The Clang of the Nobel Bell

Tomorrow at 1 p.m. the tiny at bell at the former Stockholm Stock Exchange Building will toll with it’s high clang, and the permanent secretary of the Swedish Academy, professor Sara Danius, will open the door to announce 2017’s Nobel Prize laureate in literature.

Since Svetlana Alexievich was the most expected winner for decades in 2015, last year’s prize given to Bob Dylan has created an uncertainty about which road the Academy will choose. Jokes have been made that the only thing sure is that Tom Petty will not get the prize.

Haruki Murakami, Ngugi wa Thiong’o, Margaret Atwood and Javier Marias are the authors in top of the Swedish betting services’ listings. But what about the poets?

Since 1996 only two poets have won the price, Wislawa Szymborska in 1996 and Tomas Tranströmer in 2011.

Well, one might say, also Bob Dylan is a poet that has ”created new poetical expressions in the great American song book”, but many others will say that John Ashbery was the true American poet that deserved the prize, but now it is too late.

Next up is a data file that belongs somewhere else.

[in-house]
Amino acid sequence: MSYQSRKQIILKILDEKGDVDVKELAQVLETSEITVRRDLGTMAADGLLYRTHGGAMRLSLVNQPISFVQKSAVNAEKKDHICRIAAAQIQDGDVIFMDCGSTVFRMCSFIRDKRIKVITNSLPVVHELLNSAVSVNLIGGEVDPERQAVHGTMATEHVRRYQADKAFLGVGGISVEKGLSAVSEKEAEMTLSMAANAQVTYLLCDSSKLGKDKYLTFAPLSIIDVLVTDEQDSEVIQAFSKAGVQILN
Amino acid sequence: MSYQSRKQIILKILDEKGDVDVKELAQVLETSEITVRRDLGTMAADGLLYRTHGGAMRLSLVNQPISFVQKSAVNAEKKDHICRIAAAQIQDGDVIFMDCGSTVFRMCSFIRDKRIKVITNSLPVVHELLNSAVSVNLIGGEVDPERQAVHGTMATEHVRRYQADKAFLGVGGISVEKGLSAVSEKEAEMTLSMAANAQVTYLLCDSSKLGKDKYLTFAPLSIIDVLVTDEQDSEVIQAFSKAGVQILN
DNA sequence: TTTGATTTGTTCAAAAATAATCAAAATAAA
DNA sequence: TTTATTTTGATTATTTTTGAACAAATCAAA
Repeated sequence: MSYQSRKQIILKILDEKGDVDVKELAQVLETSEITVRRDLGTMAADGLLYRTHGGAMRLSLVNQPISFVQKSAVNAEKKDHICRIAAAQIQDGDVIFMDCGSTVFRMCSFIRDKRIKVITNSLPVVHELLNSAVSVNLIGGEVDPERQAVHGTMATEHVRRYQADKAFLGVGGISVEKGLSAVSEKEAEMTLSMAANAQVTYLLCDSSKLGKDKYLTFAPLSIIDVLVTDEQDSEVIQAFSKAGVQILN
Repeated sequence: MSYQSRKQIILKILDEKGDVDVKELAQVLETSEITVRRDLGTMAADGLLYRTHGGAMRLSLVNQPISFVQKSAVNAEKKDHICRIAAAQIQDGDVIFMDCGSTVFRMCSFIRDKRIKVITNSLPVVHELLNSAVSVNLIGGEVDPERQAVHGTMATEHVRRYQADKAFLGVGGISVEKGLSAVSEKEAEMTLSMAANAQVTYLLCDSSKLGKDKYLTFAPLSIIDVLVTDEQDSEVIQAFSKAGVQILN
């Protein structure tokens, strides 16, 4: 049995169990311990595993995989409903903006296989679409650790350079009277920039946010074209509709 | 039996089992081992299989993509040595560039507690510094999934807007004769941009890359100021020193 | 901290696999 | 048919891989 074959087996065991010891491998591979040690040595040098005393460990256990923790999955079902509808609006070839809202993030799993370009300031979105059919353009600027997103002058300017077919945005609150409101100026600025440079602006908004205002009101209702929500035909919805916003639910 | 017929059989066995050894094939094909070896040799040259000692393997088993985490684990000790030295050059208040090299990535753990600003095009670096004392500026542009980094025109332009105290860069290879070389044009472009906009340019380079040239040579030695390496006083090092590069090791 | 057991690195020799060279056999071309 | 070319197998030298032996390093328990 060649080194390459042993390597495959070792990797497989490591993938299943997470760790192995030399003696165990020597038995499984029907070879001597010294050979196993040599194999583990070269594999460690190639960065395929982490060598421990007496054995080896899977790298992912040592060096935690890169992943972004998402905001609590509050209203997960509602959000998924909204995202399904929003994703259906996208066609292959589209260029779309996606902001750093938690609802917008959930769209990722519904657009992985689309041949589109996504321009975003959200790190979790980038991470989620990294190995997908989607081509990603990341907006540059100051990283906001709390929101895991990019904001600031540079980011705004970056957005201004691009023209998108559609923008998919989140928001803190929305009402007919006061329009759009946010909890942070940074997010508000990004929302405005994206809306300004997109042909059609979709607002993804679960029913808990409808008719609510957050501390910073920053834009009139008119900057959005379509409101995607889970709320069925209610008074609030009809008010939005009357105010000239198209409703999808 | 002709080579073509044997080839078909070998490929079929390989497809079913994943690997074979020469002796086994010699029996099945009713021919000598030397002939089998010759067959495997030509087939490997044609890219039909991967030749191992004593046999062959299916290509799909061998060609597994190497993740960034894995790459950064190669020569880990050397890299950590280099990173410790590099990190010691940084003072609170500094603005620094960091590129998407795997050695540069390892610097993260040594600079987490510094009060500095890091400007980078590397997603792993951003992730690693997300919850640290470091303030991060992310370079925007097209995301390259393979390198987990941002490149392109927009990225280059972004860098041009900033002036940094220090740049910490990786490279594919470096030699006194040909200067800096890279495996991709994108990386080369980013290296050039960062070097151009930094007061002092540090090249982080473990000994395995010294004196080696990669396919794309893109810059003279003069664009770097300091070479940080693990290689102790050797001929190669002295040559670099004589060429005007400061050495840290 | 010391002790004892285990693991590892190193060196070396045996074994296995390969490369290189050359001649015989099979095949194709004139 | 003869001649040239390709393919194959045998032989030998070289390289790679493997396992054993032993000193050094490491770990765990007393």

Besides Tranströmer and Szymborska the last poets to receive the prize have been Seamus Heany, Derek Walcott and Octavio Paz. Some might therefore say that it is time to take a step away from modernist poetry and move to a later era, why not Anne Carson, a favourite among many?

But the poets mostly talked about and listed are usually Doris Kareva, Adam Zagajewski, Ko Un and Adonis, the latter would be a controversial choice because of his statements about the war in Syria, not least among many Arabic readers and colleagues – but he also has friends and fans in the Academy.

No one knows before the small bell tolls, except that the Academy almost always is very unpredictable and never seems to care about politics, geography or trying to equalize the inequality among the number of men and women who have received the prize.

It will be a surprise.